An Assessment of Social Networking Intervention With Older Chinese Adults in Hong Kong

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Original languageEnglish
Pages (from-to)907-919
Journal / PublicationResearch on Social Work Practice
Issue number8
Online published19 Jul 2016
Publication statusPublished - 1 Nov 2018


Purpose: This article assessed the effectiveness of social networking strategies (networking strategic initiative [NSI]) to overcome stressful life events experienced in normal aging in Hong Kong. Method: A three-wave quasi-experimental panel design with an overall sample consisting of n = 288 Chinese elderly placed into two groups: NSI group: n1 =175 and comparison group: n2 =113. Face-to-face structured interviews were conducted for over 30 months. Five outcome measures including subjective well-being, self-esteem, locus of control, sense of belonging, and collective power were investigated, using a generalized linear mixed model for repeated measurements. Results: Findings revealed those who were continuously active throughout the intervention period experienced considerable increases in self-esteem and sense of belonging. Conclusion: No appreciable effects on any of the five outcome measures were found for those who were enrolled in the program and were inactive. The findings provide significant implications for future practice with community-dwelling elderly Chinese populations in Hong Kong and elsewhere.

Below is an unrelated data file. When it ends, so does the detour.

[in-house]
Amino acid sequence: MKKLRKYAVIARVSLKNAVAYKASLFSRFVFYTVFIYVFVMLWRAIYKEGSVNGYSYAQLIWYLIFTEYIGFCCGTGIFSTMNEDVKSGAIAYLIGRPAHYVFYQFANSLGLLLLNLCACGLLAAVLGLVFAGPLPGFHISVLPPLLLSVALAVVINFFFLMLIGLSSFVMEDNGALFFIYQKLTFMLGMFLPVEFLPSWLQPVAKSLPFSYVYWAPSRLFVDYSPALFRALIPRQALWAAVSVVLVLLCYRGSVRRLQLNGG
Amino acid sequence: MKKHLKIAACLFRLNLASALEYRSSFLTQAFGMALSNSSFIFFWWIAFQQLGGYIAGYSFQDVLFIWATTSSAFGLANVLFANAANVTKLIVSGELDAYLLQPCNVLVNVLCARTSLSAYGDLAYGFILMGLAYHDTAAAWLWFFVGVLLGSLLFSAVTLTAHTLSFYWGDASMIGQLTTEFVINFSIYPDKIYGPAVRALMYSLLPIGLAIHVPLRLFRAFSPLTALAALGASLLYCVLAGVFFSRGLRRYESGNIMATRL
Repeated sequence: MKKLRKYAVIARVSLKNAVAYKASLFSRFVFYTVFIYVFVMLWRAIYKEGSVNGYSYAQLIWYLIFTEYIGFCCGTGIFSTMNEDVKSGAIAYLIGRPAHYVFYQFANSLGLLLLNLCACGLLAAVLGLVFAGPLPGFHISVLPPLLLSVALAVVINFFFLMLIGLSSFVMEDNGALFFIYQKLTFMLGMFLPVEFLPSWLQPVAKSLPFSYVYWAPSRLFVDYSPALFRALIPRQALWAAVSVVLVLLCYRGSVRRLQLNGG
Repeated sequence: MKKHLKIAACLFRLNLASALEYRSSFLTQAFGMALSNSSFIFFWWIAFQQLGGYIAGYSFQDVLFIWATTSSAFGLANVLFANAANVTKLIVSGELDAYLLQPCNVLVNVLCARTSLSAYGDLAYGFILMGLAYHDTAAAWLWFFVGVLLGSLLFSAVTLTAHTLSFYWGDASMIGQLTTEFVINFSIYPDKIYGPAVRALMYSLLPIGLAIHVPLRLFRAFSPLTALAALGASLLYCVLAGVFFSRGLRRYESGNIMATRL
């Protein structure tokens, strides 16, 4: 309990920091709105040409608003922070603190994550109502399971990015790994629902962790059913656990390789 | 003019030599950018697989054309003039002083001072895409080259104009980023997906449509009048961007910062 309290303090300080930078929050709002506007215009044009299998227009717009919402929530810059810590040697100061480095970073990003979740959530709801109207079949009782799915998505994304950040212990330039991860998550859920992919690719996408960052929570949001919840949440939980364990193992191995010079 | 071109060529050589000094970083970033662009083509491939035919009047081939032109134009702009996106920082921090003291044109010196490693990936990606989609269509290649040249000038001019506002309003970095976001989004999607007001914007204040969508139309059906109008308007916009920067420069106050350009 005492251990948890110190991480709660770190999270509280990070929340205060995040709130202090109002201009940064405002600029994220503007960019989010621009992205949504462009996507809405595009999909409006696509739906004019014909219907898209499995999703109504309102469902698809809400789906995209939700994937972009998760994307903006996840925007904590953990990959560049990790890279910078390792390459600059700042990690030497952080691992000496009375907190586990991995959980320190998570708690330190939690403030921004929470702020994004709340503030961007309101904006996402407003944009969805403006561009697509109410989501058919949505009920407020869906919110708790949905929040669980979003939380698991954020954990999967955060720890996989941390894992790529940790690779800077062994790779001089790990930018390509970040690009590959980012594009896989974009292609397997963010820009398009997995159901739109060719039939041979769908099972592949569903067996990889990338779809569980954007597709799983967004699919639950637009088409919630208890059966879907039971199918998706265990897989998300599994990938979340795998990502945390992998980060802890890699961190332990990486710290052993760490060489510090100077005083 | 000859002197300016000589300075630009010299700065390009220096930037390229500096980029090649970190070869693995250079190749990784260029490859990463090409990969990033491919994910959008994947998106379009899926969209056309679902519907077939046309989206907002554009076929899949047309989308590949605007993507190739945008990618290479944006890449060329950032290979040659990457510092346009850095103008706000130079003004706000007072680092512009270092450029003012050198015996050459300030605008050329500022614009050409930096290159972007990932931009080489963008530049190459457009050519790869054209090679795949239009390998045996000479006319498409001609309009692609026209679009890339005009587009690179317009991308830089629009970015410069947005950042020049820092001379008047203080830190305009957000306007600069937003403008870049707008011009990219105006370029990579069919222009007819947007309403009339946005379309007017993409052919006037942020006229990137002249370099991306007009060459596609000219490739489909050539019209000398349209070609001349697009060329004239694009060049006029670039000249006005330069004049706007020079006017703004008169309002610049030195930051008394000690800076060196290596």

Research Area(s)

  • sense of belonging, planned interventions, aging-in-place, community-dwelling chinese elderly, subjective well-being